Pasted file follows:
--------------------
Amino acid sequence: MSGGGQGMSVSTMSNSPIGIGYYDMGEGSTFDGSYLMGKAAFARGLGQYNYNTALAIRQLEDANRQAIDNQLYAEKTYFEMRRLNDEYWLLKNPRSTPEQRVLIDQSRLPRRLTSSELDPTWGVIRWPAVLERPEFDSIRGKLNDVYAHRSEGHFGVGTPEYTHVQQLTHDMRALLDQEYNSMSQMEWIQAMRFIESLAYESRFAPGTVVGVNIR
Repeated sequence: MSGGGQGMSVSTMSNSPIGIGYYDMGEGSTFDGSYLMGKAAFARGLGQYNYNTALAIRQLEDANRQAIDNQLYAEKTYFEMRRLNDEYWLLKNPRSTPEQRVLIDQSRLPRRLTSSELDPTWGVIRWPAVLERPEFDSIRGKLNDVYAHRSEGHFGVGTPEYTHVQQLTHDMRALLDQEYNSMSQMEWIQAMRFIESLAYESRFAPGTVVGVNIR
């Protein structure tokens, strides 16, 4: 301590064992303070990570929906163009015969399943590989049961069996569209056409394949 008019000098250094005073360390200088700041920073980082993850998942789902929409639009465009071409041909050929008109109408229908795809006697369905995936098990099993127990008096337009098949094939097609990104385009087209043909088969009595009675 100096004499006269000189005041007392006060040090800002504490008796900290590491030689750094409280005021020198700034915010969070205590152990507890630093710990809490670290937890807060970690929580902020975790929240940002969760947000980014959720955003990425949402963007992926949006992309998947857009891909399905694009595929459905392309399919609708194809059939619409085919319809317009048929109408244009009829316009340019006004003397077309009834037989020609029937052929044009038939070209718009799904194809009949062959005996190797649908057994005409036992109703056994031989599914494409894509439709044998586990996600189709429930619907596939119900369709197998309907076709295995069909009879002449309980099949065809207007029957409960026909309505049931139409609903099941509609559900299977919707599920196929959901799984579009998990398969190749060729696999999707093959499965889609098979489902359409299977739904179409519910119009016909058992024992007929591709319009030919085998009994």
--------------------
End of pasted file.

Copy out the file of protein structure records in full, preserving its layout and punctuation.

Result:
Amino acid sequence: MSGGGQGMSVSTMSNSPIGIGYYDMGEGSTFDGSYLMGKAAFARGLGQYNYNTALAIRQLEDANRQAIDNQLYAEKTYFEMRRLNDEYWLLKNPRSTPEQRVLIDQSRLPRRLTSSELDPTWGVIRWPAVLERPEFDSIRGKLNDVYAHRSEGHFGVGTPEYTHVQQLTHDMRALLDQEYNSMSQMEWIQAMRFIESLAYESRFAPGTVVGVNIR
Repeated sequence: MSGGGQGMSVSTMSNSPIGIGYYDMGEGSTFDGSYLMGKAAFARGLGQYNYNTALAIRQLEDANRQAIDNQLYAEKTYFEMRRLNDEYWLLKNPRSTPEQRVLIDQSRLPRRLTSSELDPTWGVIRWPAVLERPEFDSIRGKLNDVYAHRSEGHFGVGTPEYTHVQQLTHDMRALLDQEYNSMSQMEWIQAMRFIESLAYESRFAPGTVVGVNIR
């Protein structure tokens, strides 16, 4: 301590064992303070990570929906163009015969399943590989049961069996569209056409394949 008019000098250094005073360390200088700041920073980082993850998942789902929409639009465009071409041909050929008109109408229908795809006697369905995936098990099993127990008096337009098949094939097609990104385009087209043909088969009595009675 100096004499006269000189005041007392006060040090800002504490008796900290590491030689750094409280005021020198700034915010969070205590152990507890630093710990809490670290937890807060970690929580902020975790929240940002969760947000980014959720955003990425949402963007992926949006992309998947857009891909399905694009595929459905392309399919609708194809059939619409085919319809317009048929109408244009009829316009340019006004003397077309009834037989020609029937052929044009038939070209718009799904194809009949062959005996190797649908057994005409036992109703056994031989599914494409894509439709044998586990996600189709429930619907596939119900369709197998309907076709295995069909009879002449309980099949065809207007029957409960026909309505049931139409609903099941509609559900299977919707599920196929959901799984579009998990398969190749060729696999999707093959499965889609098979489902359409299977739904179409519910119009016909058992024992007929591709319009030919085998009994």